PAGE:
20 May 2006

Marx (1937)

1937 - A Day at the Races - Maybe I'm nuts, but I found this to be the most enjoyable film from the Bros. so far. Everything works like a well-oiled machine, from Groucho and Dumont's love-hate relationship, to the lavish MGM musical numbers, to Chico and Harpo's game of charades.

What about the big jazz number in the middle? Isn't that more "thirties-style racism," as I noticed in Duck Soup? Some people certainly see it that way. A commenter on another blog calls it "That embarassing happy darkies musical number." Another commenter on yet another blog describes it as (3/4 down the page, 18th paragraph) "the kind of scene that makes modern day audiences cringe like crazy, what with all the goggle-eyed smiling blacks who sing and wave their hands in their air and drink moonshine, and whatnot" and declares the scene "INCREDIBLY offensive." What I find incredibly offensive are those descriptions by these supposedly enlightened individuals. "Goggle-eyed"? Jesus.

I see that scene more as a statement on the Bros.' class allegiance. The Bros. stand for the little guy. Harpo and Chico always play lower class characters and all three Bros. use their wits to tear at the upper class establishment. This is illustrated as well as it ever is in the musical number prior to the jazz scene. There, the Bros. raise hell at a stuffy theater populated by tuxedo-clad elites. Harpo, in particular, demonstrates his contempt by playing the piano so furiously it disintegrates. In marked contrast, the jazz scene has Harpo leading an ever-growing crowd of revelers. White, black -- it doesn’t matter -- all are working class folks that share a love of music and are in need of cheering up. Another indicator of the Bros.' intentions for this scene is the fact that they knew it would be cut out of the film for Southern audiences, but shot it anyway (as noted at the end of the 6th paragraph in the film's Wikipedia article). Yes, the scene ends with the Bros. in blackface, but I think Harpo makes a positive statement by only painting half of his face.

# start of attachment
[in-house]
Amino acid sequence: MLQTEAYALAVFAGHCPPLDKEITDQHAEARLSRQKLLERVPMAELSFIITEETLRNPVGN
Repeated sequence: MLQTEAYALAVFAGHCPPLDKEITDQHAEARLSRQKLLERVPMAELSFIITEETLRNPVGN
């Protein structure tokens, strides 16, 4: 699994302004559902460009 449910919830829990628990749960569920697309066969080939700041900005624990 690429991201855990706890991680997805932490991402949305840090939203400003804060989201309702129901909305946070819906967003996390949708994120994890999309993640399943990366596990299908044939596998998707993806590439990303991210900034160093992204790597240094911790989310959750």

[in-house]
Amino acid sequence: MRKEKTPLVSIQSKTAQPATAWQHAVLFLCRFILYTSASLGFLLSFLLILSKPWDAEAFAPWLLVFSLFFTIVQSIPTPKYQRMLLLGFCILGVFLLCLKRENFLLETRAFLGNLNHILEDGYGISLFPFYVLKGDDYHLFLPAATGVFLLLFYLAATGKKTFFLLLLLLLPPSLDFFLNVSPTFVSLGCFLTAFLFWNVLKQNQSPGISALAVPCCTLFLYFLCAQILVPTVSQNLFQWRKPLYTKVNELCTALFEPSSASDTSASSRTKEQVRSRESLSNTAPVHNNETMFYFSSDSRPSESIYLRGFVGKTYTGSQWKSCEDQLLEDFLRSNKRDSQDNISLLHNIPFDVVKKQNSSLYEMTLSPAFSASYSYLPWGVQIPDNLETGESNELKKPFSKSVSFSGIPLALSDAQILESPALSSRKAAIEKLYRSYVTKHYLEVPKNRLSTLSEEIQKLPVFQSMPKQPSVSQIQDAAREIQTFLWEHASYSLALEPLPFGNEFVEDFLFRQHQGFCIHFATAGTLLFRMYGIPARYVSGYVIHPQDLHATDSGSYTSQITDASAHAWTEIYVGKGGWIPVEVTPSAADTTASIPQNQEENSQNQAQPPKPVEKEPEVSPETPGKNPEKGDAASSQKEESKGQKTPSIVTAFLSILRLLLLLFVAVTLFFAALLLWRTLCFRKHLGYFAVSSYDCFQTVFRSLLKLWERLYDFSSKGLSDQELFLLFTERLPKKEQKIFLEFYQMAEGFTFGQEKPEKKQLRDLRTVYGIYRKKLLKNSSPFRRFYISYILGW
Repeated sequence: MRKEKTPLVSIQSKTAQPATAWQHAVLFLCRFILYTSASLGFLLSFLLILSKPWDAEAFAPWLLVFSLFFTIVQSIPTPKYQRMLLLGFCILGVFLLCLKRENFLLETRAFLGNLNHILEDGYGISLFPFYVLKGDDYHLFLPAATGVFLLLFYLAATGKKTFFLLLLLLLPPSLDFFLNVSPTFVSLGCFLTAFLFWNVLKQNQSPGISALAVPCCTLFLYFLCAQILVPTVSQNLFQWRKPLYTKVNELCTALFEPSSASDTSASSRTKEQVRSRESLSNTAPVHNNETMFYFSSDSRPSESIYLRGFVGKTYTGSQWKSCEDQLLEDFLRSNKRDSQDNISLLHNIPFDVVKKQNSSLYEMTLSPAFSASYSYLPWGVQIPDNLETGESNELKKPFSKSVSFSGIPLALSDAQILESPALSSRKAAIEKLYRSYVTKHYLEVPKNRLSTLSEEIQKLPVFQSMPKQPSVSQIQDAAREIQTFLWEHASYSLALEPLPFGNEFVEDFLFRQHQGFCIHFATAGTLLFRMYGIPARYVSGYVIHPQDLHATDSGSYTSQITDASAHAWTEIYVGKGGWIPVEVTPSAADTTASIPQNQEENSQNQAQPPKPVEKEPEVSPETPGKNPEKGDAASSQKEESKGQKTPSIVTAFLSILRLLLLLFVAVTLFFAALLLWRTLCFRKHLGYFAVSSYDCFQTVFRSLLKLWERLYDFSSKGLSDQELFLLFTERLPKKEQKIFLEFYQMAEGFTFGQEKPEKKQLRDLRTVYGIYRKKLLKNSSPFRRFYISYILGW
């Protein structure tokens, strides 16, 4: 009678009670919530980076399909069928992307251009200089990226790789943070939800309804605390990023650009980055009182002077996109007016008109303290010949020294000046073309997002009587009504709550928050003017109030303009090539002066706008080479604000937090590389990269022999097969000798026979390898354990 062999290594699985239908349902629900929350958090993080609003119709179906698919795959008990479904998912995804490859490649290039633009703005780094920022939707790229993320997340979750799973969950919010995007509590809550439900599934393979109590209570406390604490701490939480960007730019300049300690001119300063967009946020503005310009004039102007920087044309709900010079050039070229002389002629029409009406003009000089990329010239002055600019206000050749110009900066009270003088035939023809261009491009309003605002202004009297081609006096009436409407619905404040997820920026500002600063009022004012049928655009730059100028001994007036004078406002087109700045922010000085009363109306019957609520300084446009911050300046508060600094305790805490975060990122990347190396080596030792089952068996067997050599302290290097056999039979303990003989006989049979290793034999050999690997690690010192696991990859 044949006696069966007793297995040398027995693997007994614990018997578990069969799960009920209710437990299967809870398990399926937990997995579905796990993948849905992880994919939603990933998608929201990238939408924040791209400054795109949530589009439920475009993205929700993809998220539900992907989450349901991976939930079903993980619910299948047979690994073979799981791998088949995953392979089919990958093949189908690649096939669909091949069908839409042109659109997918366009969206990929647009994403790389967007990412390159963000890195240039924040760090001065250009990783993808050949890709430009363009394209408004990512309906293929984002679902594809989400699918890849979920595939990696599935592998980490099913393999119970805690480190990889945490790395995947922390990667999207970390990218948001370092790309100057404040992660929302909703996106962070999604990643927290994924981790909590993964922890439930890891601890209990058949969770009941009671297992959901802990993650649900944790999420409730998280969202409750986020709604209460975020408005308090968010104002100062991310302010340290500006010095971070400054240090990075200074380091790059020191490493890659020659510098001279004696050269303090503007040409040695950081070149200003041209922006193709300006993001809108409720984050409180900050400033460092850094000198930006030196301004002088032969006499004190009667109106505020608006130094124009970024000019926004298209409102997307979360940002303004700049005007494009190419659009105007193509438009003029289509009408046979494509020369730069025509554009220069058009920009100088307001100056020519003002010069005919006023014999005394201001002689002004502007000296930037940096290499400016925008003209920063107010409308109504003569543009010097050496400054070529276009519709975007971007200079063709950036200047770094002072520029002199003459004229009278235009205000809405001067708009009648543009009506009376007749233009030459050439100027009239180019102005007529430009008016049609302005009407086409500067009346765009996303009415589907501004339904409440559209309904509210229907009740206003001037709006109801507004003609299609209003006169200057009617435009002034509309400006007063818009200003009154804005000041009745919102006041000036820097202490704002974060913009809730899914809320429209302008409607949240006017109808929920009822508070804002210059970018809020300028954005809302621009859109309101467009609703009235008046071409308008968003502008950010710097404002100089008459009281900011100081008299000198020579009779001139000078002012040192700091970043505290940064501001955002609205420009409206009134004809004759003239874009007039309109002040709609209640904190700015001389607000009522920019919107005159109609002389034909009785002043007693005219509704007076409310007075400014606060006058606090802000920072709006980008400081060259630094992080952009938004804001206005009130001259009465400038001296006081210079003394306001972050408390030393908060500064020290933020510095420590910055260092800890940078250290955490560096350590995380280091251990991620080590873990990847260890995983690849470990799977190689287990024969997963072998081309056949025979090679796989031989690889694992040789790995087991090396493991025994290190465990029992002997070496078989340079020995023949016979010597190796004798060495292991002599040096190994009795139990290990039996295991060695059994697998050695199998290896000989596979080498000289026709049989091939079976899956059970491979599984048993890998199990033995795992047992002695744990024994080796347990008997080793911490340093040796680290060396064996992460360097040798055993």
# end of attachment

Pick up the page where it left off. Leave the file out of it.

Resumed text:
I dunno. It's pretty complicated stuff. As the blog link in my Duck Soup review said "race relations during the 1930s were considerably less simplistic than most people realize--and certainly no less murky than they are today."

Supposedly this is the last good Marx Bros. film. Hopefully the rest aren't too bad, as I still have six more to watch. (8/10)

d. Sam Wood

[watched at Brother-in-Law's house using an Xbox 360]